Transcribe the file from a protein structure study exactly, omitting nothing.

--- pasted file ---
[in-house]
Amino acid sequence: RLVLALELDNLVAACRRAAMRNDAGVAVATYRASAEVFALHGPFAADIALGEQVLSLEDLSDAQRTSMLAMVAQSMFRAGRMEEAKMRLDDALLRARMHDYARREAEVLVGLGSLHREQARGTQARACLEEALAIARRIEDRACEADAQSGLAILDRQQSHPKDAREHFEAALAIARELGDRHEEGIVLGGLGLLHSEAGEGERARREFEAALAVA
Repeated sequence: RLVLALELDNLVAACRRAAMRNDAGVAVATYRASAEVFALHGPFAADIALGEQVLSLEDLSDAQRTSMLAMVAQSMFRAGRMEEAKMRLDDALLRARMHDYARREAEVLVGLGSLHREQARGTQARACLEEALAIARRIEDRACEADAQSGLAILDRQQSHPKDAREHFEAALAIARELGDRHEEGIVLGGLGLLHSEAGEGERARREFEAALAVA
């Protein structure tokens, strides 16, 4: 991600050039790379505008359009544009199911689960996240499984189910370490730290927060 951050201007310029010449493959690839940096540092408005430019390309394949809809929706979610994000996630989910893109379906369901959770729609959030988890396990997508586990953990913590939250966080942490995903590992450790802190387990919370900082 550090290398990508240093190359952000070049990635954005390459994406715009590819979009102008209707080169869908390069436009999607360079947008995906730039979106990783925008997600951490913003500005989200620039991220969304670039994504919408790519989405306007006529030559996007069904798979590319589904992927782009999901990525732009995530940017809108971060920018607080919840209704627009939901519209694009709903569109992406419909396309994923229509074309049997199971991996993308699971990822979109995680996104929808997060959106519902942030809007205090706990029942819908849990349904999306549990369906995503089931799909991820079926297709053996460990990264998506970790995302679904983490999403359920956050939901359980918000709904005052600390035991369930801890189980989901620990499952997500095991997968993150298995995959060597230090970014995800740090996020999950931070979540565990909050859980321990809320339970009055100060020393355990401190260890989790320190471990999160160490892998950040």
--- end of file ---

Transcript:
[in-house]
Amino acid sequence: RLVLALELDNLVAACRRAAMRNDAGVAVATYRASAEVFALHGPFAADIALGEQVLSLEDLSDAQRTSMLAMVAQSMFRAGRMEEAKMRLDDALLRARMHDYARREAEVLVGLGSLHREQARGTQARACLEEALAIARRIEDRACEADAQSGLAILDRQQSHPKDAREHFEAALAIARELGDRHEEGIVLGGLGLLHSEAGEGERARREFEAALAVA
Repeated sequence: RLVLALELDNLVAACRRAAMRNDAGVAVATYRASAEVFALHGPFAADIALGEQVLSLEDLSDAQRTSMLAMVAQSMFRAGRMEEAKMRLDDALLRARMHDYARREAEVLVGLGSLHREQARGTQARACLEEALAIARRIEDRACEADAQSGLAILDRQQSHPKDAREHFEAALAIARELGDRHEEGIVLGGLGLLHSEAGEGERARREFEAALAVA
């Protein structure tokens, strides 16, 4: 991600050039790379505008359009544009199911689960996240499984189910370490730290927060 951050201007310029010449493959690839940096540092408005430019390309394949809809929706979610994000996630989910893109379906369901959770729609959030988890396990997508586990953990913590939250966080942490995903590992450790802190387990919370900082 550090290398990508240093190359952000070049990635954005390459994406715009590819979009102008209707080169869908390069436009999607360079947008995906730039979106990783925008997600951490913003500005989200620039991220969304670039994504919408790519989405306007006529030559996007069904798979590319589904992927782009999901990525732009995530940017809108971060920018607080919840209704627009939901519209694009709903569109992406419909396309994923229509074309049997199971991996993308699971990822979109995680996104929808997060959106519902942030809007205090706990029942819908849990349904999306549990369906995503089931799909991820079926297709053996460990990264998506970790995302679904983490999403359920956050939901359980918000709904005052600390035991369930801890189980989901620990499952997500095991997968993150298995995959060597230090970014995800740090996020999950931070979540565990909050859980321990809320339970009055100060020393355990401190260890989790320190471990999160160490892998950040």